However, my self-esteem was not always protected by the acceptance of that world. By my late teens and early 20s, overwhelmed by the beauty standards set by White, Western society, I began to view my body through the lens of fashion magazines, fitness campaigns, Hollywood expectations — all ideals that most certainly were far out of reach. Surrounded by my White girl friends who measured their self-worth by every inch lost around their waist, I quickly grew uncomfortable with my body and rushed to find ways to “fix” it. I did everything I could to make my body more acceptable to the White gaze through which I came to view my Black body.
Diets. The gym. Running. Swimming. Low carb. Zumba.
At that time, I did not understand that I could not fix what had already been made perfect — a delicate process stitched together the patchwork of tiny, delicate molecules that predetermined, with precision and ease my weight, my height, my skin color. Psychologically, I was at war with a pathological society that found fault in that ultimate perfection. I refused to further internalize that pathology; I realized that it was not my body that needed to be fixed, but my mind. I made it my prerogative to change the way I viewed myself — to free my body and mind of the labels. All of them. Even those that once empowered me.
I purchased a Carnival costume and paraded through the streets of Trinidad and Tobago wearing nothing but a beaded bikini and feathered headpiece swinging my hips side-to-side to the rhythm of Soca music. I ate naked. I even cooked naked from time to time (and realized that was not such a bright idea after burning myself with hot oil). I did naked yoga. I walked around my apartment naked. Slept naked. Stared at myself in the mirror before taking showers and smiled. Eventually, I came to view my body as just that — a body.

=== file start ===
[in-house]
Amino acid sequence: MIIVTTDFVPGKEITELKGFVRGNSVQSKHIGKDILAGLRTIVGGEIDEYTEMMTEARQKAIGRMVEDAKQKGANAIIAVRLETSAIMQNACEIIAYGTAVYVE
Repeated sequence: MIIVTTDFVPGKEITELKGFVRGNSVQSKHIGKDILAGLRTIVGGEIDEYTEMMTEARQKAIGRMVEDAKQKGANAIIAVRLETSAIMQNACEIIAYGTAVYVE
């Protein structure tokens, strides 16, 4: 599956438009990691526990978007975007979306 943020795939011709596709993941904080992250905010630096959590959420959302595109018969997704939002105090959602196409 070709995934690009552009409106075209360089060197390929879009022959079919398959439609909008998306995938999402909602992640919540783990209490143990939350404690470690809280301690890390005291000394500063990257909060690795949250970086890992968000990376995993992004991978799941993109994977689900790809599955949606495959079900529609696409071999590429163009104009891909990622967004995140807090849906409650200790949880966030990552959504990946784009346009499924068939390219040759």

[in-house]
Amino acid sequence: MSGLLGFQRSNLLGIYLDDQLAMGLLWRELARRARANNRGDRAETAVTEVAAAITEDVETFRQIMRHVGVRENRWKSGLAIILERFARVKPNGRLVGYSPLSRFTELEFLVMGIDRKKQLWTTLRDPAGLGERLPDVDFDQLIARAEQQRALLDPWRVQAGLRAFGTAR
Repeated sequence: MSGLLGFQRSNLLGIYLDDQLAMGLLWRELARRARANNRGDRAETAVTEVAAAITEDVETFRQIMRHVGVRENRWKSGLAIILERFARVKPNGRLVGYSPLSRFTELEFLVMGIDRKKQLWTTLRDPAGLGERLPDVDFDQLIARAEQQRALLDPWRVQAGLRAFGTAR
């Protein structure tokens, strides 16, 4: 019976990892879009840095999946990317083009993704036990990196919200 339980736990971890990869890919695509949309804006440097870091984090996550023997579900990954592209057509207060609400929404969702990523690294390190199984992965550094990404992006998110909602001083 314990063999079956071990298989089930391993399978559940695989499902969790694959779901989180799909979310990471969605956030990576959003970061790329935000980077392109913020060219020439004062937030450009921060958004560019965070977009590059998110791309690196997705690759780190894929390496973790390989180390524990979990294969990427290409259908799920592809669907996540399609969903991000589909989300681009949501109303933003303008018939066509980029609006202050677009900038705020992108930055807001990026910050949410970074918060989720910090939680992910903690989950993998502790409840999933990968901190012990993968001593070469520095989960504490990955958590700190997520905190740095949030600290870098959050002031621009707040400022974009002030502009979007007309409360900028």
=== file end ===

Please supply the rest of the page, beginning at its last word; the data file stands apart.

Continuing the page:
So, when I stepped onto the nude beach and looked around to see other bodies peacefully bare, the insecure thoughts that rushed through my mind were no deterrence. I was already accustomed to and refused to be controlled by fears of imperfection. Perhaps six-pack abs would make me feel more confident. Or maybe perky breasts. But all I had was my perfectly imperfect body and I had to be OK with that.
I released the strings of my bathing suit top letting my breasts bounce freely as I stepped out of my shorts and bottoms, then threw my clothes aside and stretched my arms up wide, letting the sun kiss every inch of my skin.
“You are naked….. Now what? Better reach for the towel and cover up before someone sees,” my mind urged.
I laughed at the thought and slowly began taking small steps, Left foot…. Right foot… Left foot….towards the ocean, the curves of my body bouncing with every step. I paused when I reached the shoreline, to watch the waves crash against the sand, then took a deep breath and dived in. The cool water rushed over my naked body, sending chills up and down my spine. I splashed and swam carelessly and when I finally grew tired, I laid floating on my back in the water, my nipples erect, peaking out of the water. The warmth of the sun caressed my face. The chilly ocean rhythmically moved my relaxed body, up and down, to the beat of the current.
And my mind was completely silent.